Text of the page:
GOLDEN, Colo. — Law enforcement agencies are trying to locate a 'violent' teen offender who escaped from the Lookout Mountain Youth Services Center in Golden.
Quinn Scaggs, 17, was reported missing from his room shortly after midnight Tuesday, according to the Colorado Department of Human Services. Scaggs was confirmed to be in his room at 11:58 p.m. and was missing as of 12:21 a.m., according to Golden Deputy Police Chief Joe Harvey.
Scaggs was committed to the Lookout Mountain Youth Services Center on a charge of possession of a handgun, according to Anders Jacobson, director of the Colorado Division of Youth Services. He was accused of taking part in an armed burglary spree in Colorado Springs, part of which was caught on a homeowner's surveillance camera.
Officials said Scaggs removed the window from his room on the ground floor and then used bed sheets tied together to get over the facility’s perimeter fence. Authorities don't know if he had somebody helping him.
Jacobson said the facility was adequately staffed, and bed and perimeter checks occurred within department policy. Scaggs was able to remove his window and get to the fence with "perfect timing," Jacobson said, exiting his room within about 15 minutes of a bed check.
Golden police, Boulder police and the Jefferson County Sheriff’s Office all responded to assist in searching for Scaggs, using a K-9 and a drone equipped with thermal imaging equipment, but were unable to locate him.
Golden Police Department Deputy Chief Joe Harvey said, however, there's already discussions to determine whether he will be charged as an adult, "and actually moved out of this facility and into an adult facility."
Court documents obtained by Denver7 show Scaggs has been involved in at least three incidents at the facility since October.
On October 8, Scaggs was in a classroom when he allegedly started trying to intimidate a teen who was new to the facility. A teacher tried to intervene and Scaggs started yelling at him. He then spit on the teacher and started punching him. Eventually, Scaggs got the teacher into a headlock. That teacher was taken to the hospital and needed surgery for his injuries.
Then, on January 11, Scaggs and two other juveniles are accused of jumping another teenager in a vocational training room at the facility. When a staff member tried to intervene, court documents state Scaggs started to throw punches at the staff member, hitting him between three and five times and leaving the staff member's neck and jaw sore. However, that incident was not reported to the Golden Police Department until March 5.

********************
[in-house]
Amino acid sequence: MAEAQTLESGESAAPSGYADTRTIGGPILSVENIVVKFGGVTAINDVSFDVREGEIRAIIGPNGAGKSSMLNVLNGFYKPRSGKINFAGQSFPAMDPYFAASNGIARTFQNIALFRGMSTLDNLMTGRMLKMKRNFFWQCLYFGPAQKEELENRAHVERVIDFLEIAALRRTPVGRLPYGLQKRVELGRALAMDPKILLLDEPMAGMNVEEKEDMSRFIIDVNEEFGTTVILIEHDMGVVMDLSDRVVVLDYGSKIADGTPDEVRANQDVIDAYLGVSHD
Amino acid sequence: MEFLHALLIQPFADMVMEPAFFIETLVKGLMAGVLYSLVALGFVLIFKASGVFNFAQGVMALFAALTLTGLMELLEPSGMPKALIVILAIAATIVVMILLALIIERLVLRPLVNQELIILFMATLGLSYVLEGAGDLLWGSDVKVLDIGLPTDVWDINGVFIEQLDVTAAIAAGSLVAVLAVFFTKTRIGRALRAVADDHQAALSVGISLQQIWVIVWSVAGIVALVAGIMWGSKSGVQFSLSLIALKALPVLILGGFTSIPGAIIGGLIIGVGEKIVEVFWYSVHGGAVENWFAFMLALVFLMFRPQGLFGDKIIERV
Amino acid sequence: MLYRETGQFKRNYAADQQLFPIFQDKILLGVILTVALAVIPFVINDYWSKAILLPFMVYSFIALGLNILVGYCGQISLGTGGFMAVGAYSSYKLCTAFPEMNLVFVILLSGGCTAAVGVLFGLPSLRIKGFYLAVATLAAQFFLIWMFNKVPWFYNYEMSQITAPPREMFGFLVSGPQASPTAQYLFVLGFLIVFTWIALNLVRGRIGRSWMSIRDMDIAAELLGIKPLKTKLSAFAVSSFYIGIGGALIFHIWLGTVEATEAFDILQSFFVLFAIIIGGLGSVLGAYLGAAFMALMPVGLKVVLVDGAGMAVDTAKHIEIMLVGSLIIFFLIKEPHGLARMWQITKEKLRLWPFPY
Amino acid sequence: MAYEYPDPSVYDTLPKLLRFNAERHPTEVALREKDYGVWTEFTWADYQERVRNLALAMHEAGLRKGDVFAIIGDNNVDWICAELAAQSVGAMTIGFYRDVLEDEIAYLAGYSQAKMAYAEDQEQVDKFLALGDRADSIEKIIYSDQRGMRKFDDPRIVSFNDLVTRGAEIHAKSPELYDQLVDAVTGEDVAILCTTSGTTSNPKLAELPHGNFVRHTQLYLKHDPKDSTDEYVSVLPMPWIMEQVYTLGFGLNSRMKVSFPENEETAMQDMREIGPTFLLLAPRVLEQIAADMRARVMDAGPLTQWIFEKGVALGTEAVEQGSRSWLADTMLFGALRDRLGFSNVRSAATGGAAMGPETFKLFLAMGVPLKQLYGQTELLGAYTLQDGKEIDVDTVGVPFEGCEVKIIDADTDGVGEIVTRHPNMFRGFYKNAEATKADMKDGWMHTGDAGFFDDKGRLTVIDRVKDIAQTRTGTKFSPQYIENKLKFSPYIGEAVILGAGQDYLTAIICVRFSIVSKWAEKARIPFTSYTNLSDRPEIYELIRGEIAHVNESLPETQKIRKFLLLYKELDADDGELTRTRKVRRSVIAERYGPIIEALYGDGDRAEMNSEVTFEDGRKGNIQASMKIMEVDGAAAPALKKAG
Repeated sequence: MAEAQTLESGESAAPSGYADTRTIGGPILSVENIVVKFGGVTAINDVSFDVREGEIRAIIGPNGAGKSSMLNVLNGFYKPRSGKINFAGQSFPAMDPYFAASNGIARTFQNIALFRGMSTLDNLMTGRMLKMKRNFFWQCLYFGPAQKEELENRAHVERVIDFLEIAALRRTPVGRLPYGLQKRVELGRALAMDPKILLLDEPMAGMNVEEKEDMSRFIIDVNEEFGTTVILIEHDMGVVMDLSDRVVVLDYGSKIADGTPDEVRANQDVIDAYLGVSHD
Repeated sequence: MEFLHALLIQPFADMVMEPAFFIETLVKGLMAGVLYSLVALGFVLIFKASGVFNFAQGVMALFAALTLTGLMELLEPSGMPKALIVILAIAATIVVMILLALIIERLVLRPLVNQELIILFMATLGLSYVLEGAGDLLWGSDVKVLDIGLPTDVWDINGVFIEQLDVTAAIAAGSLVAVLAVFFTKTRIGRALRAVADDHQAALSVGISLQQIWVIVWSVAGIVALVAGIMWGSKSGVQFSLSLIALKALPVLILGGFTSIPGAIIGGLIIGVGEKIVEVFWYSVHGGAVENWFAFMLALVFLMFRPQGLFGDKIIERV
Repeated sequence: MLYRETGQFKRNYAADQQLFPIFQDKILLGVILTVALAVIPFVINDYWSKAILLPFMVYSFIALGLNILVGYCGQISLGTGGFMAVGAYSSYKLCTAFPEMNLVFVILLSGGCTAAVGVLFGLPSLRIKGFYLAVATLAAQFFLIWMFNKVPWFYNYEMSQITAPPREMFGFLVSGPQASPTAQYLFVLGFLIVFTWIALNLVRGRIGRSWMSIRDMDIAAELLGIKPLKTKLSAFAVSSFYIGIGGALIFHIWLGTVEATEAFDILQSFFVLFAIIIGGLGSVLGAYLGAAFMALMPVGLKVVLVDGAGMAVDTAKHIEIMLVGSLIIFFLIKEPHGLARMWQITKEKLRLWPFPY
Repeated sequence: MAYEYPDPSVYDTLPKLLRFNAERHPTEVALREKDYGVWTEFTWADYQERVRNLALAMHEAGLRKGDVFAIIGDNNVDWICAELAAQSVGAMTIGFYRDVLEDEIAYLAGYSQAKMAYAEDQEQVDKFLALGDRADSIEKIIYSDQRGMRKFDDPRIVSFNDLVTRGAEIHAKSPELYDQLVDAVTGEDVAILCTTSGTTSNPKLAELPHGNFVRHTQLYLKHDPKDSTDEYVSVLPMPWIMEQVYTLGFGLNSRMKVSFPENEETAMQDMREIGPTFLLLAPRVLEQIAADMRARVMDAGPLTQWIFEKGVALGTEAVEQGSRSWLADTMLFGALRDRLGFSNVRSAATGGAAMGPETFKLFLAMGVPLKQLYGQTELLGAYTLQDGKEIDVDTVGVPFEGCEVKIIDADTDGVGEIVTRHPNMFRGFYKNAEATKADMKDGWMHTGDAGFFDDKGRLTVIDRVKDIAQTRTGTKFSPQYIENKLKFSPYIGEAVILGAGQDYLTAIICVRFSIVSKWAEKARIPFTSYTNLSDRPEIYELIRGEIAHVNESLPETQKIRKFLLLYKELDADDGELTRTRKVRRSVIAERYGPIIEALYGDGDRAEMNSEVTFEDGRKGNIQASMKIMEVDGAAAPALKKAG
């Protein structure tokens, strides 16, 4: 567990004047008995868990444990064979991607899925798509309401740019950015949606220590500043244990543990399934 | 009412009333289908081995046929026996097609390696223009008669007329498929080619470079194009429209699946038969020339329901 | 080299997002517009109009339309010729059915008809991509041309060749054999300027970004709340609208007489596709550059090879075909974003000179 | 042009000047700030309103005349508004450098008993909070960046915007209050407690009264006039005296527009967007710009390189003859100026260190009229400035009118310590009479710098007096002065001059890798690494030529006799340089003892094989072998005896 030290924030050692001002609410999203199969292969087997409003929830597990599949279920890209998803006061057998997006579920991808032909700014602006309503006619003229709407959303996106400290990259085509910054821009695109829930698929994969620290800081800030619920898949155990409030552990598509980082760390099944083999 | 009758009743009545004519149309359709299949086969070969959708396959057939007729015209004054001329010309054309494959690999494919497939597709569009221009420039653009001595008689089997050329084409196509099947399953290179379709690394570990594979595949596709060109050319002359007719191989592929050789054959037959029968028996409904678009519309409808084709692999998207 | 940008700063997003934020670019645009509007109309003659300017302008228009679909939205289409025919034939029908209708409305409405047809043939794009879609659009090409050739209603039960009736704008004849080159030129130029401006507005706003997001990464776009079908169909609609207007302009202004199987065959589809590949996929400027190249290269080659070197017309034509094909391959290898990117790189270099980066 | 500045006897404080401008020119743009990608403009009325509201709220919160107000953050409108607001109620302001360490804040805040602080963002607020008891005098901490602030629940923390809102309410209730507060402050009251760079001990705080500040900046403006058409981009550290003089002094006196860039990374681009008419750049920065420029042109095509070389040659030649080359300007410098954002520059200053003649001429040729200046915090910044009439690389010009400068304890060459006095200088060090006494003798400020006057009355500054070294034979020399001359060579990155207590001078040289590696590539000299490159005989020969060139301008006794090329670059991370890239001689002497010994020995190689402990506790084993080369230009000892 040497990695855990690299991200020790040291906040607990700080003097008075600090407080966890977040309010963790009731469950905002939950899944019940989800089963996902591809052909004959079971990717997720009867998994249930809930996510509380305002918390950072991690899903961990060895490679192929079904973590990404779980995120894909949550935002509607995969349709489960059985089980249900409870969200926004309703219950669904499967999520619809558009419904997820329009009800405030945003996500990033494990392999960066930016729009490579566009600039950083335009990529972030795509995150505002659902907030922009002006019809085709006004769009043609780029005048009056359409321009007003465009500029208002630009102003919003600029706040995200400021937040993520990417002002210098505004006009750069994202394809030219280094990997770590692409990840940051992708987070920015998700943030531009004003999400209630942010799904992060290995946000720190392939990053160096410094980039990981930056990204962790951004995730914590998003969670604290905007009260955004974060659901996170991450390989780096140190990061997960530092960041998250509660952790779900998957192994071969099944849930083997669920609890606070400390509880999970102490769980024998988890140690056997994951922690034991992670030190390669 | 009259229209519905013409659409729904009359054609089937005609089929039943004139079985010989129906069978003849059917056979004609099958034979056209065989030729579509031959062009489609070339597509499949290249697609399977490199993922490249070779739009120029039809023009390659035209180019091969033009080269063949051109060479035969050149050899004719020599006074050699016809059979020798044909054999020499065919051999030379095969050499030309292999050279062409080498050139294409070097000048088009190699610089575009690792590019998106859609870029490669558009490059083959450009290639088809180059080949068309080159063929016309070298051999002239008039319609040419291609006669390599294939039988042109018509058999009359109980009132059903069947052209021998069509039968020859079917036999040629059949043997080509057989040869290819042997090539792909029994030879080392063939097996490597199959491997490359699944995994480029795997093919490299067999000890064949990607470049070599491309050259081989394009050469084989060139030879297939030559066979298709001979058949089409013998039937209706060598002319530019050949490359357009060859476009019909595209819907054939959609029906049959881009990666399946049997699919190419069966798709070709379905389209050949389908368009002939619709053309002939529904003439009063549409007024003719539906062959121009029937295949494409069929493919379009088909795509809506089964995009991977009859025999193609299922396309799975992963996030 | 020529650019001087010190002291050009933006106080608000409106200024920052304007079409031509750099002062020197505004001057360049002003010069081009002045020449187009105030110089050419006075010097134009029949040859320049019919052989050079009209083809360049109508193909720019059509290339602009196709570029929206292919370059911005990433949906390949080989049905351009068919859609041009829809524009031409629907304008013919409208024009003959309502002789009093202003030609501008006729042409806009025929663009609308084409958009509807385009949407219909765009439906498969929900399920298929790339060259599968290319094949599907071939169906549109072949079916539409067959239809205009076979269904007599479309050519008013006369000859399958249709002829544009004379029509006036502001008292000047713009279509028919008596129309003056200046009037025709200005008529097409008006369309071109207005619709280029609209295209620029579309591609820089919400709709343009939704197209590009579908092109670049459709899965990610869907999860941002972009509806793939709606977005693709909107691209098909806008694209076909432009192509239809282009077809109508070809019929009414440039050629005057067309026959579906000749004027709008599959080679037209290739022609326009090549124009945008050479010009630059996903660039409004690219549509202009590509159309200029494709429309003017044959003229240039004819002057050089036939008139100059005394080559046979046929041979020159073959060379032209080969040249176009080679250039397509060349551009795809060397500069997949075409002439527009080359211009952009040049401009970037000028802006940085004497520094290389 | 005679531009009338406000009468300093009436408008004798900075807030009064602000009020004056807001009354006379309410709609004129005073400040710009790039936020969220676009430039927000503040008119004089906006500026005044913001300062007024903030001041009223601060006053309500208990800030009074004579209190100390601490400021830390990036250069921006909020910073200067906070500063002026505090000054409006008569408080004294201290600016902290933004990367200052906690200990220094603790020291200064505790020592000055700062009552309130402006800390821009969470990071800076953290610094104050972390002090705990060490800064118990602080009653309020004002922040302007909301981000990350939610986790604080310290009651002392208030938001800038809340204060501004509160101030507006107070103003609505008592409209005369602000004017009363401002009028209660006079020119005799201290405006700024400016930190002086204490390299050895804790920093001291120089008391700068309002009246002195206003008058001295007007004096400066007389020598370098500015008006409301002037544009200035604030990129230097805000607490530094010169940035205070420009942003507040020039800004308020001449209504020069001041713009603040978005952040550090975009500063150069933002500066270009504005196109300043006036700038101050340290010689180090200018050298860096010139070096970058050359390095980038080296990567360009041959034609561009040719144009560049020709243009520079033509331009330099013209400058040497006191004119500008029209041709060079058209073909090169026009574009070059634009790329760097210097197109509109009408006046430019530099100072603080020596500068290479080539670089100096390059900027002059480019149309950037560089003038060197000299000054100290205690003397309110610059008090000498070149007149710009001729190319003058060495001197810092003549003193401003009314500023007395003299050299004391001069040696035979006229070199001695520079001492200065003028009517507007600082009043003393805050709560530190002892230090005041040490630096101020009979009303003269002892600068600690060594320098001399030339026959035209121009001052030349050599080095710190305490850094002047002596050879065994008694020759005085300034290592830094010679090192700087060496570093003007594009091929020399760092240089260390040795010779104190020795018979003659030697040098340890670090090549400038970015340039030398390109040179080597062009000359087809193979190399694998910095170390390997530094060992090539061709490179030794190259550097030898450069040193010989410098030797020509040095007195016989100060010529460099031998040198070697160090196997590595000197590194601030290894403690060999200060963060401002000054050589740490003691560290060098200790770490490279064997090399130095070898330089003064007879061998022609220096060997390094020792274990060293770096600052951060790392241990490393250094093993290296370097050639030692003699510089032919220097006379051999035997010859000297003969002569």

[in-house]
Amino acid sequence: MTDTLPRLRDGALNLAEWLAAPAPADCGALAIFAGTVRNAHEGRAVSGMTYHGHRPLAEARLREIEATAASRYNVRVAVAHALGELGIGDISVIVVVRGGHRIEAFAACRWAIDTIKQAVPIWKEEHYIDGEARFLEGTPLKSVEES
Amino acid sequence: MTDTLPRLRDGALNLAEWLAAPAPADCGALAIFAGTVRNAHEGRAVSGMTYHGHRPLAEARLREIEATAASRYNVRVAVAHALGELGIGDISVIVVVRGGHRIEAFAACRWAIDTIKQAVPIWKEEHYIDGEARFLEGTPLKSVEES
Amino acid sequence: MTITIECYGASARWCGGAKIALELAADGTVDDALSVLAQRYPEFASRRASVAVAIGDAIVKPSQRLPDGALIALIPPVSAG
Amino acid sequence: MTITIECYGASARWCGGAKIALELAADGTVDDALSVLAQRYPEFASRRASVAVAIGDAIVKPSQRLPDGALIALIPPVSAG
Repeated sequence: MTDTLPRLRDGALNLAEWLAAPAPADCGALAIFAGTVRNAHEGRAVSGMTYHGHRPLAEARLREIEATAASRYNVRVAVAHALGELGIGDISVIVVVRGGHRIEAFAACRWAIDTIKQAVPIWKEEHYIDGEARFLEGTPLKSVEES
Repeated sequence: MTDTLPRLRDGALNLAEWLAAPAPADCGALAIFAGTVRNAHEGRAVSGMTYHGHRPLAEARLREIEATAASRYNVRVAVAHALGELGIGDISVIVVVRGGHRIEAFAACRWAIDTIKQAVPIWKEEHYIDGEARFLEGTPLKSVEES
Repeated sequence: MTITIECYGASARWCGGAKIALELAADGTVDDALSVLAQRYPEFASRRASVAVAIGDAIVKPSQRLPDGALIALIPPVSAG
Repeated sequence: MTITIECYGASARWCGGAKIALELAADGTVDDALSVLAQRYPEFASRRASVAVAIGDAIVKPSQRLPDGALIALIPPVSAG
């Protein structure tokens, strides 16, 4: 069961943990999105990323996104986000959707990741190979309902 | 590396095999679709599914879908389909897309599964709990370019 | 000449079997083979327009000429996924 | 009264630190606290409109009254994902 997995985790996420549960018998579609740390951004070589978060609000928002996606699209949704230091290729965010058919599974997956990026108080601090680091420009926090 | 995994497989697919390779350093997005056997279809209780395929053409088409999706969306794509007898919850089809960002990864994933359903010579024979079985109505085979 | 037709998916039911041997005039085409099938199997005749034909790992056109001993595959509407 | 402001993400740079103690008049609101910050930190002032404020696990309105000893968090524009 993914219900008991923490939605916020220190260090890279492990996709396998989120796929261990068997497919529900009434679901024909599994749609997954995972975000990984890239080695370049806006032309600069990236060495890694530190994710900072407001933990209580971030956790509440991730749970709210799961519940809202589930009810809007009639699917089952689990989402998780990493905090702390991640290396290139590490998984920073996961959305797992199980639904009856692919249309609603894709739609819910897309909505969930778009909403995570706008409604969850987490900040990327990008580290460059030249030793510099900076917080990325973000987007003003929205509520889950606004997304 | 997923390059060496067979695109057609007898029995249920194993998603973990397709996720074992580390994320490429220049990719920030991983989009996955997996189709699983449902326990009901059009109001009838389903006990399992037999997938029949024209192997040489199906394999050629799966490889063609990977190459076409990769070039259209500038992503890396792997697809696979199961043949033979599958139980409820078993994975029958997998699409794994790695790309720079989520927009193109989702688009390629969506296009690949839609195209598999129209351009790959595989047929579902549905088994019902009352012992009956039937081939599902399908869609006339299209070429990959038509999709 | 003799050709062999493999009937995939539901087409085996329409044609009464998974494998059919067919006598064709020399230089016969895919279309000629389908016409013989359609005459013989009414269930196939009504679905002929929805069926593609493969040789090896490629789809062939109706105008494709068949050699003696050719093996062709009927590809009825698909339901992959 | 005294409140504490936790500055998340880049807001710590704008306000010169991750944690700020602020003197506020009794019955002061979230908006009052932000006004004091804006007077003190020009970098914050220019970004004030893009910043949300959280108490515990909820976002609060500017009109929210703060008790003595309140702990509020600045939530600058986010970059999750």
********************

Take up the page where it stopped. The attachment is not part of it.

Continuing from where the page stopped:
Additionally, on February 17, Scaggs and one other juvenile reportedly assaulted another teen at the facility in an incident that was caught on surveillance video. That alleged attack happened in the lunch room. Scaggs and the other teen allegedly punched and stomped on the teen. Court documents show the teenage victim did not fight back or try to defend himself.
Scaggs is now facing seven charges in relation to these incidents and was due to appear in court in July. Six of those charges are for assault.
Scaggs is described as a white male, 6 feet, 2 inches tall and 160 pounds with blond hair and blue eyes. He has a tattoo reading “Loyalty” above his right eyebrow. Jacobson said Scaggs' shoes were left behind at Lookout Mountain and there's no evidence he was picked up by someone in a vehicle.
Anyone with information on Scaggs’ whereabouts should call 911.
Two teens allegedly used similar tactics to escape from the facility last month. Jacobson said the facility is moving forward with improvements that will make escape more difficult, including adding anti-climbing mesh to the fencing. Efforts are also underway to increase staffing at Lookout Mountain and increase staff pay.
"The economy is very good right now and it’s difficult to attract individuals that want to work in our field for the salary that we provide," he said. "However our legislature has been very kind to us and they will be providing on it in the fridge a 22% salary increase support direct care staff over the next two years."
Jacobson said the department had accepted the resignation of the director a little more than a month ago. The facility has also moved some of the teens to other facilities, reducing the number of juveniles being held at the facility from 158 to 85. They are focusing on smaller things like shift briefings to start each day too, he said, so communication is as effective as possisble.
"We are concerned that this happened and again we are going to take a very close look at this situation and evaluate all of our policies and procedures," he said.